I can see why many individual British businesses with established exports to the EU want the country to stay in the single market. The UK’s departure from it will be a change and, while the future might or might not offer more trading opportunities, change diverts corporate attention and can be disruptive. That said, from a national perspective – UK plc – the statistics show that the single market has increasingly been operating against the economic interests of the UK as a whole. In that macro sense, looking at the data, the single market is bad news as it’s driving the country’s ever-widening trade balance in goods. Continue reading The UK’s “single market trade deficit”
This is about a bad trend in some questionable data: the official data says that the UK has a huge balance of trade deficit in goods, it’s getting worse and the driving force behind the trend has been the growing deficit with the EU. True? Probably. This trade deterioration needs to be noted, diagnosed, discussed as part of the Brexit negotiations and reversed. Continue reading The UK’s trade deficit in goods
The gender pay gap is a sensitive, highly topical subject and the deadline is approaching for companies to report their data, often for the first time. It’s a shame then that the BBC article from their “data journalists” setting out to explain what’s happening, “Gender pay gap deadline: What to know“, misses some simple points and does little to help anyone who might be confused. The data is not complicated but there are various aggregate statistics in the public domain which are based on different definitions, and thus need to be used carefully and described clearly. Continue reading The BBC’s unhelpful article on the gender pay gap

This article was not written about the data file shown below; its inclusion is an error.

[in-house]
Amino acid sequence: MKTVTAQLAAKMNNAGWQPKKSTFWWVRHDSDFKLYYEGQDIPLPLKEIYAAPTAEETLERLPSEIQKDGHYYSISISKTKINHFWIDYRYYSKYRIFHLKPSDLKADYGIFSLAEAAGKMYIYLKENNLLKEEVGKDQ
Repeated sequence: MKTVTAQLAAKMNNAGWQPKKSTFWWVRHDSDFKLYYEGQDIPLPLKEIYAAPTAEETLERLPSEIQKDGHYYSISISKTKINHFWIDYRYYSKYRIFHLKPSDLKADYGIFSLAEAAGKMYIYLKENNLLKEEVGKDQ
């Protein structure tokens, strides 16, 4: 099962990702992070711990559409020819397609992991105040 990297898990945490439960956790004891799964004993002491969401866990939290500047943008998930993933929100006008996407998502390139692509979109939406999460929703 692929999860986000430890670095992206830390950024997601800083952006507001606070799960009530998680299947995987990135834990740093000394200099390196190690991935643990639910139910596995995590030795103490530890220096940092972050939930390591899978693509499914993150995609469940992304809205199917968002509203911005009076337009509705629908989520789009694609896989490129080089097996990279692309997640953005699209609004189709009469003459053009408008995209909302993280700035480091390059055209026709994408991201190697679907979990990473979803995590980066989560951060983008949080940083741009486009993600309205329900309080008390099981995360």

The ONS published a welcome note yesterday updating the progress being made with statistics on the migration patterns of international students coming to the UK. It gave a fairly upbeat impression but really only laid bare how little we as a nation know about these students. New statistics are needed – and requiring all students to get a National Insurance Number would be a good start and might even be part of the post-Brexit changes. Lets hope that the ONS and UKSA Board are in there arguing for such changes. The article also had a graphic that was misleading and below the standards that we might expect from the ONS. Continue reading International student migration – ONS update
The recent political coming and goings (the EU referendum, the arrival of a new Prime Minster and Labour’s travails) has seen a period of unusual attitudes to facts. More people seemingly want information and yet the (accurate) use of facts by politicians, some elements of the media and quite a few people has fallen to new lows. Experts are being rubbished, institutions’ reputations are being damaged, and the media is accused of being biased, prompting discussion of a post-truth society. There is much talk of a fractured Britain as technology and globalisation have hastened economic disruption affecting many livelihoods.